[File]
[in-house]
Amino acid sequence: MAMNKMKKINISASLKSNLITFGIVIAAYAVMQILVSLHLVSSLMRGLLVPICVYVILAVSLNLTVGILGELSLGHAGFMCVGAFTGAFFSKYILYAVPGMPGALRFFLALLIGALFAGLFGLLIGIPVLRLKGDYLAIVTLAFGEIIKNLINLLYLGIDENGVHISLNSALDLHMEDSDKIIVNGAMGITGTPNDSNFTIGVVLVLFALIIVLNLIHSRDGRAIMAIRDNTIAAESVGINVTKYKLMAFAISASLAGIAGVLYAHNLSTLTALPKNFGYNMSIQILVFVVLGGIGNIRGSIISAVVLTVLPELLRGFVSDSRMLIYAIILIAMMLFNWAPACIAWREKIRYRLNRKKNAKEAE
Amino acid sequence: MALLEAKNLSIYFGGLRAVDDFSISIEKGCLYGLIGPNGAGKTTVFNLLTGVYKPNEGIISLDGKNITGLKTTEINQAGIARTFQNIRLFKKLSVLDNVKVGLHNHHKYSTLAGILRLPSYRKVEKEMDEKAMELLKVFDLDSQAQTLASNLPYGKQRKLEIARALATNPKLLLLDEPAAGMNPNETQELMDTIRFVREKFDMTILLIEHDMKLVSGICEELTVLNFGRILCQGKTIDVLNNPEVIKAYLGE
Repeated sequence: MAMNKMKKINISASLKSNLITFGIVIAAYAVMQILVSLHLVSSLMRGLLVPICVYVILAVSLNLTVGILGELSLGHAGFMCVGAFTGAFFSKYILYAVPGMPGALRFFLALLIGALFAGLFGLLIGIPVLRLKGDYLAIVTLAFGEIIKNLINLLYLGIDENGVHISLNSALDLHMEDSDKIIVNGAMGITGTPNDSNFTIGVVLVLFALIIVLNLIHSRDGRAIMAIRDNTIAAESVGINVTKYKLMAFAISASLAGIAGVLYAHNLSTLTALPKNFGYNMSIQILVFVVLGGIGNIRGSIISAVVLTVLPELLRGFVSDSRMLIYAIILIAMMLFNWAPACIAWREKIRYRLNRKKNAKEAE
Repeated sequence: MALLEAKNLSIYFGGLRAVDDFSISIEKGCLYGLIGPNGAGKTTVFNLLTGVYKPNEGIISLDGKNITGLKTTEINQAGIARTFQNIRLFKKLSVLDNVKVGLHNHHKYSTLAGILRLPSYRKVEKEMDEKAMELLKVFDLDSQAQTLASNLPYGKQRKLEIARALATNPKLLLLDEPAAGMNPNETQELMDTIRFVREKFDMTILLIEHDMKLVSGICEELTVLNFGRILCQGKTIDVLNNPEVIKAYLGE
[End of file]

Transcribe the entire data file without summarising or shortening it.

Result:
[in-house]
Amino acid sequence: MAMNKMKKINISASLKSNLITFGIVIAAYAVMQILVSLHLVSSLMRGLLVPICVYVILAVSLNLTVGILGELSLGHAGFMCVGAFTGAFFSKYILYAVPGMPGALRFFLALLIGALFAGLFGLLIGIPVLRLKGDYLAIVTLAFGEIIKNLINLLYLGIDENGVHISLNSALDLHMEDSDKIIVNGAMGITGTPNDSNFTIGVVLVLFALIIVLNLIHSRDGRAIMAIRDNTIAAESVGINVTKYKLMAFAISASLAGIAGVLYAHNLSTLTALPKNFGYNMSIQILVFVVLGGIGNIRGSIISAVVLTVLPELLRGFVSDSRMLIYAIILIAMMLFNWAPACIAWREKIRYRLNRKKNAKEAE
Amino acid sequence: MALLEAKNLSIYFGGLRAVDDFSISIEKGCLYGLIGPNGAGKTTVFNLLTGVYKPNEGIISLDGKNITGLKTTEINQAGIARTFQNIRLFKKLSVLDNVKVGLHNHHKYSTLAGILRLPSYRKVEKEMDEKAMELLKVFDLDSQAQTLASNLPYGKQRKLEIARALATNPKLLLLDEPAAGMNPNETQELMDTIRFVREKFDMTILLIEHDMKLVSGICEELTVLNFGRILCQGKTIDVLNNPEVIKAYLGE
Repeated sequence: MAMNKMKKINISASLKSNLITFGIVIAAYAVMQILVSLHLVSSLMRGLLVPICVYVILAVSLNLTVGILGELSLGHAGFMCVGAFTGAFFSKYILYAVPGMPGALRFFLALLIGALFAGLFGLLIGIPVLRLKGDYLAIVTLAFGEIIKNLINLLYLGIDENGVHISLNSALDLHMEDSDKIIVNGAMGITGTPNDSNFTIGVVLVLFALIIVLNLIHSRDGRAIMAIRDNTIAAESVGINVTKYKLMAFAISASLAGIAGVLYAHNLSTLTALPKNFGYNMSIQILVFVVLGGIGNIRGSIISAVVLTVLPELLRGFVSDSRMLIYAIILIAMMLFNWAPACIAWREKIRYRLNRKKNAKEAE
Repeated sequence: MALLEAKNLSIYFGGLRAVDDFSISIEKGCLYGLIGPNGAGKTTVFNLLTGVYKPNEGIISLDGKNITGLKTTEINQAGIARTFQNIRLFKKLSVLDNVKVGLHNHHKYSTLAGILRLPSYRKVEKEMDEKAMELLKVFDLDSQAQTLASNLPYGKQRKLEIARALATNPKLLLLDEPAAGMNPNETQELMDTIRFVREKFDMTILLIEHDMKLVSGICEELTVLNFGRILCQGKTIDVLNNPEVIKAYLGE